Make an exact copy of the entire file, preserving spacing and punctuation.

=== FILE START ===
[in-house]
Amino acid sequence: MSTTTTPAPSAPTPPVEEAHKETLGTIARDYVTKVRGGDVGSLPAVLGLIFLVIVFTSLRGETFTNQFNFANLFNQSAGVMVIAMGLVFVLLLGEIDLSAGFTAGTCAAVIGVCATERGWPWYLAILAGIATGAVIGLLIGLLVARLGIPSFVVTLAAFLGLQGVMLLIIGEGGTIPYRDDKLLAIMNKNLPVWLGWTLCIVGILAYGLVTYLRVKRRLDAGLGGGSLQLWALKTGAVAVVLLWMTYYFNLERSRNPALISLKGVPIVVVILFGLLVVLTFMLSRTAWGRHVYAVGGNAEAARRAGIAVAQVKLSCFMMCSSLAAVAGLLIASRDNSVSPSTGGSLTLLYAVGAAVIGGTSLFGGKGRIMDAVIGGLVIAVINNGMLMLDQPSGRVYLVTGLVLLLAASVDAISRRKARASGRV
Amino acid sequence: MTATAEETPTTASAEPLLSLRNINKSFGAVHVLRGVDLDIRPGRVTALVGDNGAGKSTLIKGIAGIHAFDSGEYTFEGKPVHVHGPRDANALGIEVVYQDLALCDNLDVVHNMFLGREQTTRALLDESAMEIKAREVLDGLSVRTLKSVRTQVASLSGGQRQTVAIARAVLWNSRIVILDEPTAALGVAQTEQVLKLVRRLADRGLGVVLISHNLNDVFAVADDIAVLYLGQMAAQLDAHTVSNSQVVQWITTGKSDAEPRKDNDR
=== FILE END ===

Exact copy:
[in-house]
Amino acid sequence: MSTTTTPAPSAPTPPVEEAHKETLGTIARDYVTKVRGGDVGSLPAVLGLIFLVIVFTSLRGETFTNQFNFANLFNQSAGVMVIAMGLVFVLLLGEIDLSAGFTAGTCAAVIGVCATERGWPWYLAILAGIATGAVIGLLIGLLVARLGIPSFVVTLAAFLGLQGVMLLIIGEGGTIPYRDDKLLAIMNKNLPVWLGWTLCIVGILAYGLVTYLRVKRRLDAGLGGGSLQLWALKTGAVAVVLLWMTYYFNLERSRNPALISLKGVPIVVVILFGLLVVLTFMLSRTAWGRHVYAVGGNAEAARRAGIAVAQVKLSCFMMCSSLAAVAGLLIASRDNSVSPSTGGSLTLLYAVGAAVIGGTSLFGGKGRIMDAVIGGLVIAVINNGMLMLDQPSGRVYLVTGLVLLLAASVDAISRRKARASGRV
Amino acid sequence: MTATAEETPTTASAEPLLSLRNINKSFGAVHVLRGVDLDIRPGRVTALVGDNGAGKSTLIKGIAGIHAFDSGEYTFEGKPVHVHGPRDANALGIEVVYQDLALCDNLDVVHNMFLGREQTTRALLDESAMEIKAREVLDGLSVRTLKSVRTQVASLSGGQRQTVAIARAVLWNSRIVILDEPTAALGVAQTEQVLKLVRRLADRGLGVVLISHNLNDVFAVADDIAVLYLGQMAAQLDAHTVSNSQVVQWITTGKSDAEPRKDNDR